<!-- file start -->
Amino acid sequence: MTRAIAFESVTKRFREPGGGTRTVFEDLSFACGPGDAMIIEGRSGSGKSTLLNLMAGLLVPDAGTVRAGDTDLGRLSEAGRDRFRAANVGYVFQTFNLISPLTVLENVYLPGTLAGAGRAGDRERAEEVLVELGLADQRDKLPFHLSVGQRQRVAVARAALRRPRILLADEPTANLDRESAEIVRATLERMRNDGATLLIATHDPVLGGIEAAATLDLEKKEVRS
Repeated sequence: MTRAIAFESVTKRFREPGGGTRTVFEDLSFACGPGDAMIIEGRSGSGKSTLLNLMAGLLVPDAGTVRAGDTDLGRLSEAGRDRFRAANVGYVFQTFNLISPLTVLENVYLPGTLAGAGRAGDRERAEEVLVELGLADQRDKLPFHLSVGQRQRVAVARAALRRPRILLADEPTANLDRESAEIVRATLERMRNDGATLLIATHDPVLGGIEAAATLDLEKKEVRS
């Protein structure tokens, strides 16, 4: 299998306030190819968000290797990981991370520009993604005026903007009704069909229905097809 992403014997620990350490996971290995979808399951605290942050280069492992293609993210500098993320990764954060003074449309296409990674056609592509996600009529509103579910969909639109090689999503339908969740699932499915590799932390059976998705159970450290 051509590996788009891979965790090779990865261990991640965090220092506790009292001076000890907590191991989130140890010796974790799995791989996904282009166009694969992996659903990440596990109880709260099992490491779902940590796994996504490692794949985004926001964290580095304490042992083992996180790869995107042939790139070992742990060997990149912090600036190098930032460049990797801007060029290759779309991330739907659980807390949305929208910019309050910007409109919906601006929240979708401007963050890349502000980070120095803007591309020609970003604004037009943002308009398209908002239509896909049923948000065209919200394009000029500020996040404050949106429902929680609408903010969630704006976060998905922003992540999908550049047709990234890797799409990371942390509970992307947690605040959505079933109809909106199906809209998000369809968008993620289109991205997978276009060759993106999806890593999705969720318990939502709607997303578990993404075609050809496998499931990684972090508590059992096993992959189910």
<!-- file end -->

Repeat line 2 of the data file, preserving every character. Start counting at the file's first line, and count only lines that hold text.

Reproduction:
Repeated sequence: MTRAIAFESVTKRFREPGGGTRTVFEDLSFACGPGDAMIIEGRSGSGKSTLLNLMAGLLVPDAGTVRAGDTDLGRLSEAGRDRFRAANVGYVFQTFNLISPLTVLENVYLPGTLAGAGRAGDRERAEEVLVELGLADQRDKLPFHLSVGQRQRVAVARAALRRPRILLADEPTANLDRESAEIVRATLERMRNDGATLLIATHDPVLGGIEAAATLDLEKKEVRS